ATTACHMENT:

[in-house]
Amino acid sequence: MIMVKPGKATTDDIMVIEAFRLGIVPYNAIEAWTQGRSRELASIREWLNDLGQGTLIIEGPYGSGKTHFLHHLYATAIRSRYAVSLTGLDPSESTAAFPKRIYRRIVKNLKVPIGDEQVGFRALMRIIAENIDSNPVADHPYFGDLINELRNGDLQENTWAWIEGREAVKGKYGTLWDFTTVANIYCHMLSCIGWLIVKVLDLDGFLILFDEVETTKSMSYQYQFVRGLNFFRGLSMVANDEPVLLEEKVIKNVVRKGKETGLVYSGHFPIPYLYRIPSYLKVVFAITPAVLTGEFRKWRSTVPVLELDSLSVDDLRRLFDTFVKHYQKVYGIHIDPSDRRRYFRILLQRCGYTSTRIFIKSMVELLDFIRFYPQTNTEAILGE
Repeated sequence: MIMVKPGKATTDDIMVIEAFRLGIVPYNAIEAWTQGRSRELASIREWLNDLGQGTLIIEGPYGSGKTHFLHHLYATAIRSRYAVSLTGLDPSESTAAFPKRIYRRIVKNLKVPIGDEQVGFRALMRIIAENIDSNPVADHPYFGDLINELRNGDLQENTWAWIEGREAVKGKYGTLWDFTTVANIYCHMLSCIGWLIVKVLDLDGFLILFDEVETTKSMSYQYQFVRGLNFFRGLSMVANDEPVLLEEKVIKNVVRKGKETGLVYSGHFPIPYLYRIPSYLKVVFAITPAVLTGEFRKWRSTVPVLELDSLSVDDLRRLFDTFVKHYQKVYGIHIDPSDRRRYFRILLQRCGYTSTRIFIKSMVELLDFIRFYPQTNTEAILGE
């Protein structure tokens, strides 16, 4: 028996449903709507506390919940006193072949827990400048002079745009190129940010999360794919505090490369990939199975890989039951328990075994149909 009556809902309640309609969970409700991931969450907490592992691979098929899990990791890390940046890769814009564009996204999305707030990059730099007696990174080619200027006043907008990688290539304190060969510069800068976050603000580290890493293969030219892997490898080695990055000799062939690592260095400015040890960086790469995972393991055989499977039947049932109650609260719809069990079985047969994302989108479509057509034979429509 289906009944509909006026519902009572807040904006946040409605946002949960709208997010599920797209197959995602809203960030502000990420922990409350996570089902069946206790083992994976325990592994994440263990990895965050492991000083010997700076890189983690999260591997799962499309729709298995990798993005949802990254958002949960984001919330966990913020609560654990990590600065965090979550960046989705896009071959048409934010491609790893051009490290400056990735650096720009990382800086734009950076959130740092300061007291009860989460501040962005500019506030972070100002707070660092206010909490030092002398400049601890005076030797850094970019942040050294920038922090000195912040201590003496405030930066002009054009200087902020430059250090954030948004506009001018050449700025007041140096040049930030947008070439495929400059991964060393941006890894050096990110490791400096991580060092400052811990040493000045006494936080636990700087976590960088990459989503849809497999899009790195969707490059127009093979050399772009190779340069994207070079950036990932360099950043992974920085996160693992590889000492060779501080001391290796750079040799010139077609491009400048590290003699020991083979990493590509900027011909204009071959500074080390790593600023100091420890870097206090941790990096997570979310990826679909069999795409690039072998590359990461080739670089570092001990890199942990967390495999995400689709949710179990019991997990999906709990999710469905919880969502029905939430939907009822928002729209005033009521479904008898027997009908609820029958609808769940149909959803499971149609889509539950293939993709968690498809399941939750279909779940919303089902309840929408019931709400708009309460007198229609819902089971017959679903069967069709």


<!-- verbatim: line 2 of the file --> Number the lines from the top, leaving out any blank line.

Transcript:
Amino acid sequence: MIMVKPGKATTDDIMVIEAFRLGIVPYNAIEAWTQGRSRELASIREWLNDLGQGTLIIEGPYGSGKTHFLHHLYATAIRSRYAVSLTGLDPSESTAAFPKRIYRRIVKNLKVPIGDEQVGFRALMRIIAENIDSNPVADHPYFGDLINELRNGDLQENTWAWIEGREAVKGKYGTLWDFTTVANIYCHMLSCIGWLIVKVLDLDGFLILFDEVETTKSMSYQYQFVRGLNFFRGLSMVANDEPVLLEEKVIKNVVRKGKETGLVYSGHFPIPYLYRIPSYLKVVFAITPAVLTGEFRKWRSTVPVLELDSLSVDDLRRLFDTFVKHYQKVYGIHIDPSDRRRYFRILLQRCGYTSTRIFIKSMVELLDFIRFYPQTNTEAILGE